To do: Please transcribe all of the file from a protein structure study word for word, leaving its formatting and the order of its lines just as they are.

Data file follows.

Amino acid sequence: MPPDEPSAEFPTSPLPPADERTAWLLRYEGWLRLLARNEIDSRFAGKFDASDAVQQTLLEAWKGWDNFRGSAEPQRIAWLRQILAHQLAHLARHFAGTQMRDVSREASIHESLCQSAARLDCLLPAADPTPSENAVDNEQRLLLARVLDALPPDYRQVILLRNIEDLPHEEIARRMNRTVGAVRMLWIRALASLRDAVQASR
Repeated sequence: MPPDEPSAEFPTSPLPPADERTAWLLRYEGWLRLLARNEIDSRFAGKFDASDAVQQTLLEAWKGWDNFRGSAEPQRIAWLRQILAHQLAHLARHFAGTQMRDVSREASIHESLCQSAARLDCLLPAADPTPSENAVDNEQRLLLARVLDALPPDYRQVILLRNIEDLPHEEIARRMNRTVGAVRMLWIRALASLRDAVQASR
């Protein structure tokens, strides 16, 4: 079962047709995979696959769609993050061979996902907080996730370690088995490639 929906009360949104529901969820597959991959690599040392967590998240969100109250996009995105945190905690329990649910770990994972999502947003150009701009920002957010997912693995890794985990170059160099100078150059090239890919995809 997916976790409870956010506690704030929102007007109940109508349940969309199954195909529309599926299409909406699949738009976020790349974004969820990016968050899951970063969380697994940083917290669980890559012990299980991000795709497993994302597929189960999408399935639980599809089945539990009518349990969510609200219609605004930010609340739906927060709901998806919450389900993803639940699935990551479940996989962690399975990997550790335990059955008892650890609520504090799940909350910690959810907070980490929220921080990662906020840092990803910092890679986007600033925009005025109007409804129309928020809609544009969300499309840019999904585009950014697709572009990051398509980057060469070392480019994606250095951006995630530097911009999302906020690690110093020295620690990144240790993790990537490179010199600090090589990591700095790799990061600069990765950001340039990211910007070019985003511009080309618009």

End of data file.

Amino acid sequence: MPPDEPSAEFPTSPLPPADERTAWLLRYEGWLRLLARNEIDSRFAGKFDASDAVQQTLLEAWKGWDNFRGSAEPQRIAWLRQILAHQLAHLARHFAGTQMRDVSREASIHESLCQSAARLDCLLPAADPTPSENAVDNEQRLLLARVLDALPPDYRQVILLRNIEDLPHEEIARRMNRTVGAVRMLWIRALASLRDAVQASR
Repeated sequence: MPPDEPSAEFPTSPLPPADERTAWLLRYEGWLRLLARNEIDSRFAGKFDASDAVQQTLLEAWKGWDNFRGSAEPQRIAWLRQILAHQLAHLARHFAGTQMRDVSREASIHESLCQSAARLDCLLPAADPTPSENAVDNEQRLLLARVLDALPPDYRQVILLRNIEDLPHEEIARRMNRTVGAVRMLWIRALASLRDAVQASR
């Protein structure tokens, strides 16, 4: 079962047709995979696959769609993050061979996902907080996730370690088995490639 929906009360949104529901969820597959991959690599040392967590998240969100109250996009995105945190905690329990649910770990994972999502947003150009701009920002957010997912693995890794985990170059160099100078150059090239890919995809 997916976790409870956010506690704030929102007007109940109508349940969309199954195909529309599926299409909406699949738009976020790349974004969820990016968050899951970063969380697994940083917290669980890559012990299980991000795709497993994302597929189960999408399935639980599809089945539990009518349990969510609200219609605004930010609340739906927060709901998806919450389900993803639940699935990551479940996989962690399975990997550790335990059955008892650890609520504090799940909350910690959810907070980490929220921080990662906020840092990803910092890679986007600033925009005025109007409804129309928020809609544009969300499309840019999904585009950014697709572009990051398509980057060469070392480019994606250095951006995630530097911009999302906020690690110093020295620690990144240790993790990537490179010199600090090589990591700095790799990061600069990765950001340039990211910007070019985003511009080309618009």